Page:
Originally published 04/04/2013
William Hood is a professor emeritus of art history at Oberlin College and a visiting professor at the Institute of Fine Arts, New York University.FORTY-FIVE years ago, the Rev. Dr. and Mrs. Martin Luther King Jr. went to a small dinner party in Atlanta, not far from the campus of Emory University. It was a quiet January night in 1968. I was one of the guests.Our hostess, Wanda White, was a young public-school teacher. In the fall of 1967, she worked with Mrs. King, helping with her schedule, as well as other personal and professional responsibilities. During a conversation, Wanda asked the Kings over for a low-key dinner. They accepted, and Wanda invited some of her close friends. (All of us were white.)My best friend, Larry Shaw, and I were invited to the dinner. He came from a long line of salt-of-the-earth skilled tradesmen anchored in Appalachian South Carolina and the red clay fields of Georgia. My father was a successful industrialist in Birmingham, Ala. We anticipated the approaching dinner with the empty-headed excitement of young people who rarely think beyond their own self-interest....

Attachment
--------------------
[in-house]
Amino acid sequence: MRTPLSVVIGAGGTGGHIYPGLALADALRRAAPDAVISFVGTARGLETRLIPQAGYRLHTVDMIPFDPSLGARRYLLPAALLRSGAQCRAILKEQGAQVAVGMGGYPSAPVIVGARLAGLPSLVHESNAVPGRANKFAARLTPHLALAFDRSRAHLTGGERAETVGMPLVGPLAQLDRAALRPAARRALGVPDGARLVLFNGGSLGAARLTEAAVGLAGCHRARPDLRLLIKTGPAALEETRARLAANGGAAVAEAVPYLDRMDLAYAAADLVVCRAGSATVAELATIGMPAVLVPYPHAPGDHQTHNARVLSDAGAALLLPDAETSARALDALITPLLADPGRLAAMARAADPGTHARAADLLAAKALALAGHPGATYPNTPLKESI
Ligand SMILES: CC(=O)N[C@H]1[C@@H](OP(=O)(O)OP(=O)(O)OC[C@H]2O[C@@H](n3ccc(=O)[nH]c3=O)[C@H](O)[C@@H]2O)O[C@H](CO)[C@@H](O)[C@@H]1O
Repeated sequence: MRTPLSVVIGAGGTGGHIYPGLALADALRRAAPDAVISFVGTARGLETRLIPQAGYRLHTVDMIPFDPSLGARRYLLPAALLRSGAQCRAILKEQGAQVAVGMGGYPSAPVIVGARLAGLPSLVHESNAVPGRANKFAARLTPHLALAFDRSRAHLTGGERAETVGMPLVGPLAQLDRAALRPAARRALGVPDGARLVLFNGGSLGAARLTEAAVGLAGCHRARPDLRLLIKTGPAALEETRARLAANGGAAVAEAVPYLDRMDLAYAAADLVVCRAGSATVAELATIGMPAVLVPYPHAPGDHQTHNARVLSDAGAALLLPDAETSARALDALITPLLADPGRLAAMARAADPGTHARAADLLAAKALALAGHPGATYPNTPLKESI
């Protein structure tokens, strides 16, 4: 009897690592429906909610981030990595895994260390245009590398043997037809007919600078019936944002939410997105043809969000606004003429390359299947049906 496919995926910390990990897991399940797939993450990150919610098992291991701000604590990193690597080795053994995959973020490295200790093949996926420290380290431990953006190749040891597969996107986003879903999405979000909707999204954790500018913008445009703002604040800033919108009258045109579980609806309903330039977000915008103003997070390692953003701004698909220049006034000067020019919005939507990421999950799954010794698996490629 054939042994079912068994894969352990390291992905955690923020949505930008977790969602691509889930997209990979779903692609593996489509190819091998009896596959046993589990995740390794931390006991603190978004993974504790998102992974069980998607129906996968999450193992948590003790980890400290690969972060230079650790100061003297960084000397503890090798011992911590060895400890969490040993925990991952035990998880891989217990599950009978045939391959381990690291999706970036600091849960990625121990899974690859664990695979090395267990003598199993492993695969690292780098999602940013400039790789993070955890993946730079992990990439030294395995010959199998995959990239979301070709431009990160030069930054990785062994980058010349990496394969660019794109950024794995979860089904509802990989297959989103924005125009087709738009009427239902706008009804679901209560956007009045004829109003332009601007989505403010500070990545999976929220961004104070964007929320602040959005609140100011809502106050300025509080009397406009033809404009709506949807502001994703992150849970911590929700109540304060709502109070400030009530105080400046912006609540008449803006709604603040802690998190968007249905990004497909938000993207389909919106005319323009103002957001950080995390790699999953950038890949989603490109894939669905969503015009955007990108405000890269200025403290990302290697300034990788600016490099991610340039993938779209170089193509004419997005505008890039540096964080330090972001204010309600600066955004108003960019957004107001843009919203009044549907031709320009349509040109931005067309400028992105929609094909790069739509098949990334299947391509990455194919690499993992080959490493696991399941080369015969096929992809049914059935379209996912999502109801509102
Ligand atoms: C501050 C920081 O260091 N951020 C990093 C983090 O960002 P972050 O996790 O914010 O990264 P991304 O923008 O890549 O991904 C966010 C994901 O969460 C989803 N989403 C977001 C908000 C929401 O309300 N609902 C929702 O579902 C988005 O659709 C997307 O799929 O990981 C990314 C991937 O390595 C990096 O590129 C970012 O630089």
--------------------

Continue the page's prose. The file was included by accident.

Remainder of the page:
- Steve Bannon Vows ‘War’ on His Own Party. It Didn’t Work So Well for F.D.R.
- Tom Hanks: 'If you're concerned about what's going on today, read history'
- 9.7-million-year-old teeth discovery in Germany could re-write human history
- Charleston's International African American Museum's big plans
- What’s inside the secret JFK assassination files?
- Presidential historian Michael Beschloss explains the significance of yesterday’s Bush-Obama attack on Trump
- Russian minister keeps doctorate despite plagiarism claims
- Thomas Childers says we’ve got the Nazis wrong in 5 different ways
- National security expert Tom Nichols: “Hey, I’m unstable” is a bad look for the president
- Fake news? It’s nothing new, says Trinity College Dublin historian